LESLIE: Now we’ve got Doug in Alaska on the line who needs help with a decking question. Tell us what’s going on.
DOUG: The cabin we had built by a local builder, it’s remote. And what was supposed to have been done was a decking adhesive used on the floor joists on the three-quarter OSB tongue and groove.
DOUG: It wasn’t done. They put nails in and I’ve asked them since if he could go back at least and – they can’t redo that unless you tear everything up – to go ahead and put some decking screws in there.
And I’ve got kind of two questions. One, would it be worth it after he goes through and does the decking screws to do something underneath, at the juncture of the underlayment of the underside of the OSB, along the top of the – yeah, would that be worth putting some kind of decking adhesive in? And is there a gun that’s made that you can do from the standing position to put extra decking screws in from up above?
TOM: The answer to the second question is yes. First of all, let me explain what’s happening. When builders nail in OSB, they typically use a special type of nail. It’s called a cooler and it’s about a seven-penny common nail with a black rosin coating on the outside. And when you drive the nail in, it heats and the friction melts the glue, theoretically.
And then once it cools, it sort of glues in place. The problem is that it doesn’t always do that and as the boards sort of move and pull in and out of the floor joists that they’re attached to, because the rosin is on the nail, it makes an awfully loud sound. So that’s probably why you’re getting the squeak.
The solution is to screw it down. And do you have – what kind of – do you have a floor covering on that now? Is there anything covering that OSB?
DOUG: Well, no. We haven’t got any squeak yet because the cabin was just built about – finished the floor about – roughly two weeks ago.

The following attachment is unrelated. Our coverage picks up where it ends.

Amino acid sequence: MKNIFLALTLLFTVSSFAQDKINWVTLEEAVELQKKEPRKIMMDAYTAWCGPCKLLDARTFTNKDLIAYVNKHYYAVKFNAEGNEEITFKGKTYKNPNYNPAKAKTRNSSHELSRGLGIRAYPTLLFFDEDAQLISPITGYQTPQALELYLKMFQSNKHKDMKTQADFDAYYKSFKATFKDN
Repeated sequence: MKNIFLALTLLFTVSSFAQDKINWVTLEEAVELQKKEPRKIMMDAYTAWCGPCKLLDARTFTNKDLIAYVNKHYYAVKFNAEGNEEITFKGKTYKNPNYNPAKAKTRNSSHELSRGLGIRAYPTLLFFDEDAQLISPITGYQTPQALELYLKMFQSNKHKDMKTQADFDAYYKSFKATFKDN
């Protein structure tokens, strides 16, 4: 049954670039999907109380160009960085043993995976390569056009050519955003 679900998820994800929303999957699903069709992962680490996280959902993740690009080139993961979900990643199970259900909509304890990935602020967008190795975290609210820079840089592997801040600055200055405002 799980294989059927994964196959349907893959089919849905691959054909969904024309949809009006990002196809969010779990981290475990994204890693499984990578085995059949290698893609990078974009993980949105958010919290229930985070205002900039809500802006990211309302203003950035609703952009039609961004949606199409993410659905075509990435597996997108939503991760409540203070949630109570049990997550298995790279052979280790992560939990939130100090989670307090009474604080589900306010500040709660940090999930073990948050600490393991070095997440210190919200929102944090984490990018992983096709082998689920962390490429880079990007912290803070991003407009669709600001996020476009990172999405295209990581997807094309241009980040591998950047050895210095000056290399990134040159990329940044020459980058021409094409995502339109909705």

TOM: Perfect. So, I’m telling you, squeaks will happen – I’ve just predicted for you – unless you screw everything down.
DOUG: Oh, great. Yeah.
TOM: But yes, you definitely can screw it down. Easy way to do that, by the way, would be to chalk lines where all the floor joists are, so you don’t have to guess. And then just go ahead and screw about six screws in every floor joist that goes through each sheet of plywood. So you do six on the seam and six on the next joist, the next joist, next joist and so on.
Now, as far as the screwdriver, there is a special type of screw gun that is specifically made for this and it has an attachment that’s about 2 feet long. And it has a cartridge of screws that sort of roll through it, so you literally can stand up and walk down the line and screw the floor in; you don’t have to do it on your hands and knees.
DOUG: Right. Is it worth anything to get up under the underside of the deck and put it – any glue or (inaudible at 0:18:40) the juncture of the top of the joists on the underside of the decking itself?
TOM: I don’t think you need to get up under the underside of the deck like you were asking earlier. I think that if you screw the floor down from the top, you will be good to go.
DOUG: You betcha. Bye bye now.